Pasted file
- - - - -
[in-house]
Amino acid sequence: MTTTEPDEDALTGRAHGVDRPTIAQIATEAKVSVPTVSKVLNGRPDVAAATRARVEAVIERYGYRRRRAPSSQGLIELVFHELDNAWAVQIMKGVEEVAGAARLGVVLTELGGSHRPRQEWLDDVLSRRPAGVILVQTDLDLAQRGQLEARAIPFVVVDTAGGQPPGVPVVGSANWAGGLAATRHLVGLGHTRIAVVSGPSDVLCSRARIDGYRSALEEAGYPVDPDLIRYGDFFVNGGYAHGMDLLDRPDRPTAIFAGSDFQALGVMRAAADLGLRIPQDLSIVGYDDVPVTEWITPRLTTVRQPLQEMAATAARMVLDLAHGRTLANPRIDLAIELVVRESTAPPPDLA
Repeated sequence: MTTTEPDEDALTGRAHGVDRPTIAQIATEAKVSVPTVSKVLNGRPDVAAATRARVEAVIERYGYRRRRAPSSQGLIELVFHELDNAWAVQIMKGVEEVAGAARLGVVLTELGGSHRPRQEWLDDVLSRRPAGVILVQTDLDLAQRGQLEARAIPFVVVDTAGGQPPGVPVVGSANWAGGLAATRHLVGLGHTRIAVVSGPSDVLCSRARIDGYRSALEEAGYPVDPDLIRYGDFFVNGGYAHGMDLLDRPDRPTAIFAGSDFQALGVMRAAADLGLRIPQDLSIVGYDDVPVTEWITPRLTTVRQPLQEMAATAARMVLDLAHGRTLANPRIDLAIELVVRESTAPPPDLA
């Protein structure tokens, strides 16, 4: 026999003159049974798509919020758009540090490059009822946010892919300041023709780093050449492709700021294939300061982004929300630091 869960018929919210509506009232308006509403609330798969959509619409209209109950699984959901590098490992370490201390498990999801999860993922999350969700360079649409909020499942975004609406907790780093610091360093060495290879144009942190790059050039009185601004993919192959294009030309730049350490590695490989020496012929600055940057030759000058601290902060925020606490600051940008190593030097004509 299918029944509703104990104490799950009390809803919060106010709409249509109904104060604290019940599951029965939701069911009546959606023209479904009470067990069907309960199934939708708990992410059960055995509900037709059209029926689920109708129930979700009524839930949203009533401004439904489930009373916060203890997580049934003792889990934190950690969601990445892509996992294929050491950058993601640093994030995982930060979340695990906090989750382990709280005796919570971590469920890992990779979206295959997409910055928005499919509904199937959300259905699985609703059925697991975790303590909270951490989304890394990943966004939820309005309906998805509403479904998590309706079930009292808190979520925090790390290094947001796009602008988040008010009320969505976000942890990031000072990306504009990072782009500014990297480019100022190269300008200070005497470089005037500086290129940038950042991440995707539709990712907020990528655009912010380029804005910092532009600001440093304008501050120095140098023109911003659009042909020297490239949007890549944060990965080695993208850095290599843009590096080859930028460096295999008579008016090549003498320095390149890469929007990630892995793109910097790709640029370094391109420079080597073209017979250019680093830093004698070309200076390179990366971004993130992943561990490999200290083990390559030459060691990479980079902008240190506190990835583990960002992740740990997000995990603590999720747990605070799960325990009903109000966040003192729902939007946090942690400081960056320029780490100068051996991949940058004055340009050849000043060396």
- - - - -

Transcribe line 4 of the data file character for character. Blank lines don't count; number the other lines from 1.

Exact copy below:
């Protein structure tokens, strides 16, 4: 026999003159049974798509919020758009540090490059009822946010892919300041023709780093050449492709700021294939300061982004929300630091 869960018929919210509506009232308006509403609330798969959509619409209209109950699984959901590098490992370490201390498990999801999860993922999350969700360079649409909020499942975004609406907790780093610091360093060495290879144009942190790059050039009185601004993919192959294009030309730049350490590695490989020496012929600055940057030759000058601290902060925020606490600051940008190593030097004509 299918029944509703104990104490799950009390809803919060106010709409249509109904104060604290019940599951029965939701069911009546959606023209479904009470067990069907309960199934939708708990992410059960055995509900037709059209029926689920109708129930979700009524839930949203009533401004439904489930009373916060203890997580049934003792889990934190950690969601990445892509996992294929050491950058993601640093994030995982930060979340695990906090989750382990709280005796919570971590469920890992990779979206295959997409910055928005499919509904199937959300259905699985609703059925697991975790303590909270951490989304890394990943966004939820309005309906998805509403479904998590309706079930009292808190979520925090790390290094947001796009602008988040008010009320969505976000942890990031000072990306504009990072782009500014990297480019100022190269300008200070005497470089005037500086290129940038950042991440995707539709990712907020990528655009912010380029804005910092532009600001440093304008501050120095140098023109911003659009042909020297490239949007890549944060990965080695993208850095290599843009590096080859930028460096295999008579008016090549003498320095390149890469929007990630892995793109910097790709640029370094391109420079080597073209017979250019680093830093004698070309200076390179990366971004993130992943561990490999200290083990390559030459060691990479980079902008240190506190990835583990960002992740740990997000995990603590999720747990605070799960325990009903109000966040003192729902939007946090942690400081960056320029780490100068051996991949940058004055340009050849000043060396």